Discover more from bad cattitude
addressing mRNA vaccine spike proteins
what they mean and what they don't
there has been a lot of concern and loose talk about mRNA vaccines from both sides of the debate. my goal here is not to address all of it or to tell you what to do (ask a trusted healthcare expert) but rather to look at one specific issue that seems to be coming up a lot lately: the spike proteins coded for by mRNA vaccines. there has been a lot of worried talk about how “the vaccines are coding for spike proteins and making people sick” in particular in response to this STUDY showing that 11 of 13 had detectable vaccine-encoded spike protein after inoculation.
taken alone, this can be portrayed as worrying as it’s the spike proteins of covid-19 that make it so unusually potent and turn it from a respiratory disease into a vascular one. these are the proteins that bind to the epithelial cells in vascular tissue. you can read more on this HERE.
this certainly poses a danger from SARS-cov19.
the question is: does it pose a danger from vaccines?
to start, let’s recall that all vaccines are dangerous. this is inevitable. it’s also kind of meaningless. so is all exercise. the question is “how does that danger compare to the benefit?” that’s always the essence of medical treatment.
people used to willingly (and rationally) use variolation inoculation where needles dipped in pus from live measles infections would be used to introduce it into their systems. this had something like a 1% fatality rate. to modern minds, that sounds horrifying. but compared to the risk of living near a measles outbreak? it was an attractive option. having danger did not make bad.
all vaccines work by teaching your immune system to recognize and respond effectively to a pathogen. think of it as training. you learn that “something that looks like X is dangerous, attack it and kill it, here’s how” and you file it away. in essence, you’re looking for the safest possible exposure to teach a lesson sufficient to have it stick. that’s the art of vaccines.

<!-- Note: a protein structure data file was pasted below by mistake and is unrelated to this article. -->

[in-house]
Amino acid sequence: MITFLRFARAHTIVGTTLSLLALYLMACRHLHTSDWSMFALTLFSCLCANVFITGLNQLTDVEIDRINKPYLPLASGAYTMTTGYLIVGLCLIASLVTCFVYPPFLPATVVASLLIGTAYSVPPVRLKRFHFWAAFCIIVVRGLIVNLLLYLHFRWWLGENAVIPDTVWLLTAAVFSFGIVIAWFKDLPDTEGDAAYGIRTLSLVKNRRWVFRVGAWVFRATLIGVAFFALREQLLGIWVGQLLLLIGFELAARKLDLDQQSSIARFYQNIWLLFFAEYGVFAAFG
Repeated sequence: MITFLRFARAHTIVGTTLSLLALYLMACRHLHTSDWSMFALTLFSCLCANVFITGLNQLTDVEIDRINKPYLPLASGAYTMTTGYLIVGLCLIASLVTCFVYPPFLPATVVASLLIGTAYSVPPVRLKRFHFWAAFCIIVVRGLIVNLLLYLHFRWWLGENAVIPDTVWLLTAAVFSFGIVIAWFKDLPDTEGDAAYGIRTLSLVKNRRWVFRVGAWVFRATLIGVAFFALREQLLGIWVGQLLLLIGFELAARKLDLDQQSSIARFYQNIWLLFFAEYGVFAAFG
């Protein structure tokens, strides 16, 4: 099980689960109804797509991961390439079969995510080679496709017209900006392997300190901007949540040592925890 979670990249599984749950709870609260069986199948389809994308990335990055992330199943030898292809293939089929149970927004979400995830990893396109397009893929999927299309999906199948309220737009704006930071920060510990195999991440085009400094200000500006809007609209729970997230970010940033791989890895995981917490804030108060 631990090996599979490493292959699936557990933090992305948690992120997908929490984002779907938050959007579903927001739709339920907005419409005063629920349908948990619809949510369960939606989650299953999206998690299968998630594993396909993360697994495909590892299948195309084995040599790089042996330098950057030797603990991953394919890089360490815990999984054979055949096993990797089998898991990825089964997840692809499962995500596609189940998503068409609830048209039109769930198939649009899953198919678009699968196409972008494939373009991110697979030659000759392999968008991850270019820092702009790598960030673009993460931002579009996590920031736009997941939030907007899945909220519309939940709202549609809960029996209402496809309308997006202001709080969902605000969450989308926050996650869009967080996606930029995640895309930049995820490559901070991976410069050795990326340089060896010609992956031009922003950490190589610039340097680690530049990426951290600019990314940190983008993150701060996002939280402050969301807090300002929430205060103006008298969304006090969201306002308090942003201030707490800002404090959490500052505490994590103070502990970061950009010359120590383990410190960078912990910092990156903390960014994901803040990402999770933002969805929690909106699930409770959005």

mRNA vaccines function differently from the traditional variolation vaccines that evolved into vaccines using inert or non-functioning versions/fragments of viruses to increase safety.
an mRNA vaccine is not all or part of a pathogen, it’s a set of instructions delivered to your cells that cause them to code for specific proteins. those proteins are designed to look sufficiently like the proteins of a specific pathogen to trigger immune response and immune memory.
so, the idea that “finding this spike protein in plasma” is some sort of serious issue seems odd as a criticism. it’s supposed to be there.
the whole mechanism of action of an mRNA vaccine is to code for it, get your cells to produce it, and then get your immune system to respond to it and learn to fight live covid-19. as cells with this protein on the outside die, the protein winds up in plasma.
so let’s look at what this ogata study (linked above) that is causing such consternation is really telling us:
the spike protein coded for by mRNA-1273 (moderna vaccine) is called S1 and is distinct from the spike proteins of “wild” COV19.
it has a transmembrane anchor and a cleavage at S1/S2 that renders the protein both incomplete and separately identifiable from wild versions.
theoretically, these differences render it less dangerous than wild covid
these differences also allow assays to discern S1 from “spike” which is the complete protein